Hot or Cold Compress? When do you use it?

When you get into an injury doing fitness activities like running, biking, climbing, or going to the gym, you normally hear people saying to apply hot or cold compress over the injury, but when do you use hot or cold?

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When you get into an injury doing fitness activities like running, biking, climbing, or when lifting weights at the gym, you normally get advice from people saying to apply hot or cold compress over the injury, but when do you use hot or cold?

Injuries can cause swelling, pain, and discomfort, and applying either a cold or hot compress can help relieve these symptoms. However, it is important to know when to use each type of compress, as they each have different benefits and effects.

Cold Compress

Best used for: acute injuries, such as sprains, strains, and bruises, that are causing swelling and pain.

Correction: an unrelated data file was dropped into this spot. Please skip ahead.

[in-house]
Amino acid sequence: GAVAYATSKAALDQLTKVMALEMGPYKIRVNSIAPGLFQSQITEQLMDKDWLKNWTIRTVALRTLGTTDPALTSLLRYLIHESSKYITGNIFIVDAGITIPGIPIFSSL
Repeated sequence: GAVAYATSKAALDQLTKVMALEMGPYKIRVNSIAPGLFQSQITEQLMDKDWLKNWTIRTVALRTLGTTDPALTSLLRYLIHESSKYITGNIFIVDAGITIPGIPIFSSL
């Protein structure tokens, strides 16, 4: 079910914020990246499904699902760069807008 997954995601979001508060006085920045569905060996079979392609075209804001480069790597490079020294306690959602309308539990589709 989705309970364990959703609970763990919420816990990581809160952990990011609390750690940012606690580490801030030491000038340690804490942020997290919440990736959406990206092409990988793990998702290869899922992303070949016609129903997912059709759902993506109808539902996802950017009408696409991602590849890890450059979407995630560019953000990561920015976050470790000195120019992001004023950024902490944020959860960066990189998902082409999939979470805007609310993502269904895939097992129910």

How it works: Cold compresses reduce swelling and numb pain by constricting blood vessels and reducing blood flow to the affected area.

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When to use: Within the first 48 hours of an injury.

How to use: Wrap a cold compress, such as a bag of ice or frozen vegetables, in a towel and apply to the affected area for 15-20 minutes at a time, with a break in between.

Hot Compress

Best used for: chronic injuries, such as muscle tension or joint pain, or to warm up before physical activity.

How it works: Hot compresses increase blood flow and relax tense muscles, which can help relieve pain.

When to use: After the initial 48 hours of an injury or for chronic conditions.

How to use: Wrap a hot compress, such as a heating pad or hot water bottle, in a towel and apply to the affected area for 15-20 minutes at a time, with a break in between.

In summary, a cold compress should be used for acute injuries to reduce swelling and numb pain, while a hot compress should be used for chronic injuries or to warm up before physical activity. Always wrap the compress in a towel to prevent skin damage and limit use to 15-20 minutes at a time. If symptoms persist, consult a doctor.

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